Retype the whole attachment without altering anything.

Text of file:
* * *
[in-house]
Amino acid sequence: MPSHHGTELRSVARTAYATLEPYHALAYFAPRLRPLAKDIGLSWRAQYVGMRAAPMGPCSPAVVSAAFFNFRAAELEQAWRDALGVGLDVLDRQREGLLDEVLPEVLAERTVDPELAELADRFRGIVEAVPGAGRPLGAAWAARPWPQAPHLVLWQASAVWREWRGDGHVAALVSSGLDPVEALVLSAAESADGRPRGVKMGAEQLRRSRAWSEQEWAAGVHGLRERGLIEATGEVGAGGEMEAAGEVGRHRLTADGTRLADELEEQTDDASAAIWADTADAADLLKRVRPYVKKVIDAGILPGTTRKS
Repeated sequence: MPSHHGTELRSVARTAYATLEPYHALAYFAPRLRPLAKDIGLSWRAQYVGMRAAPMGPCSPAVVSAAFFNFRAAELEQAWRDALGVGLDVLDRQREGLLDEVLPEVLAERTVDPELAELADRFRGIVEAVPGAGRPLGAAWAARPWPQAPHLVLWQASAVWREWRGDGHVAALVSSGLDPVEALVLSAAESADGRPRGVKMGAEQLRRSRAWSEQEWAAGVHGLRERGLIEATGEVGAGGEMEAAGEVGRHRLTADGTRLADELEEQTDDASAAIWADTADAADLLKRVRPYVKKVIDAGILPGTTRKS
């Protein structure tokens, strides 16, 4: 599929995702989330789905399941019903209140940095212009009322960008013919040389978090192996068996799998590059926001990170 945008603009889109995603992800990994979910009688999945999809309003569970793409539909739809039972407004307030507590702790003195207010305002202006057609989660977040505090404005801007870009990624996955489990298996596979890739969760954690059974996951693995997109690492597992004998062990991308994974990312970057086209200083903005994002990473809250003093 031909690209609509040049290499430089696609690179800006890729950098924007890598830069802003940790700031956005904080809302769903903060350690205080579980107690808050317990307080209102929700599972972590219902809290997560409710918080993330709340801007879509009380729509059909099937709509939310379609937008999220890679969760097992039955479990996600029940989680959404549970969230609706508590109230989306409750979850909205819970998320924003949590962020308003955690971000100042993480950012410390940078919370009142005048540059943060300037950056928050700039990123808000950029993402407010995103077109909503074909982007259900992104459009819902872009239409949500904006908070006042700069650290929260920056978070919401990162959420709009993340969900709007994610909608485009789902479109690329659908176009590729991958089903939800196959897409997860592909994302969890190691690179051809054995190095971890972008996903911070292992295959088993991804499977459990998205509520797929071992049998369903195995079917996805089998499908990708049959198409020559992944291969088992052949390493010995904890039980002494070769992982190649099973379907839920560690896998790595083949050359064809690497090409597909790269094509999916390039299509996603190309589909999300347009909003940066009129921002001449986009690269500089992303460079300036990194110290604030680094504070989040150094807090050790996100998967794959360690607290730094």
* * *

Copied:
[in-house]
Amino acid sequence: MPSHHGTELRSVARTAYATLEPYHALAYFAPRLRPLAKDIGLSWRAQYVGMRAAPMGPCSPAVVSAAFFNFRAAELEQAWRDALGVGLDVLDRQREGLLDEVLPEVLAERTVDPELAELADRFRGIVEAVPGAGRPLGAAWAARPWPQAPHLVLWQASAVWREWRGDGHVAALVSSGLDPVEALVLSAAESADGRPRGVKMGAEQLRRSRAWSEQEWAAGVHGLRERGLIEATGEVGAGGEMEAAGEVGRHRLTADGTRLADELEEQTDDASAAIWADTADAADLLKRVRPYVKKVIDAGILPGTTRKS
Repeated sequence: MPSHHGTELRSVARTAYATLEPYHALAYFAPRLRPLAKDIGLSWRAQYVGMRAAPMGPCSPAVVSAAFFNFRAAELEQAWRDALGVGLDVLDRQREGLLDEVLPEVLAERTVDPELAELADRFRGIVEAVPGAGRPLGAAWAARPWPQAPHLVLWQASAVWREWRGDGHVAALVSSGLDPVEALVLSAAESADGRPRGVKMGAEQLRRSRAWSEQEWAAGVHGLRERGLIEATGEVGAGGEMEAAGEVGRHRLTADGTRLADELEEQTDDASAAIWADTADAADLLKRVRPYVKKVIDAGILPGTTRKS
């Protein structure tokens, strides 16, 4: 599929995702989330789905399941019903209140940095212009009322960008013919040389978090192996068996799998590059926001990170 945008603009889109995603992800990994979910009688999945999809309003569970793409539909739809039972407004307030507590702790003195207010305002202006057609989660977040505090404005801007870009990624996955489990298996596979890739969760954690059974996951693995997109690492597992004998062990991308994974990312970057086209200083903005994002990473809250003093 031909690209609509040049290499430089696609690179800006890729950098924007890598830069802003940790700031956005904080809302769903903060350690205080579980107690808050317990307080209102929700599972972590219902809290997560409710918080993330709340801007879509009380729509059909099937709509939310379609937008999220890679969760097992039955479990996600029940989680959404549970969230609706508590109230989306409750979850909205819970998320924003949590962020308003955690971000100042993480950012410390940078919370009142005048540059943060300037950056928050700039990123808000950029993402407010995103077109909503074909982007259900992104459009819902872009239409949500904006908070006042700069650290929260920056978070919401990162959420709009993340969900709007994610909608485009789902479109690329659908176009590729991958089903939800196959897409997860592909994302969890190691690179051809054995190095971890972008996903911070292992295959088993991804499977459990998205509520797929071992049998369903195995079917996805089998499908990708049959198409020559992944291969088992052949390493010995904890039980002494070769992982190649099973379907839920560690896998790595083949050359064809690497090409597909790269094509999916390039299509996603190309589909999300347009909003940066009129921002001449986009690269500089992303460079300036990194110290604030680094504070989040150094807090050790996100998967794959360690607290730094």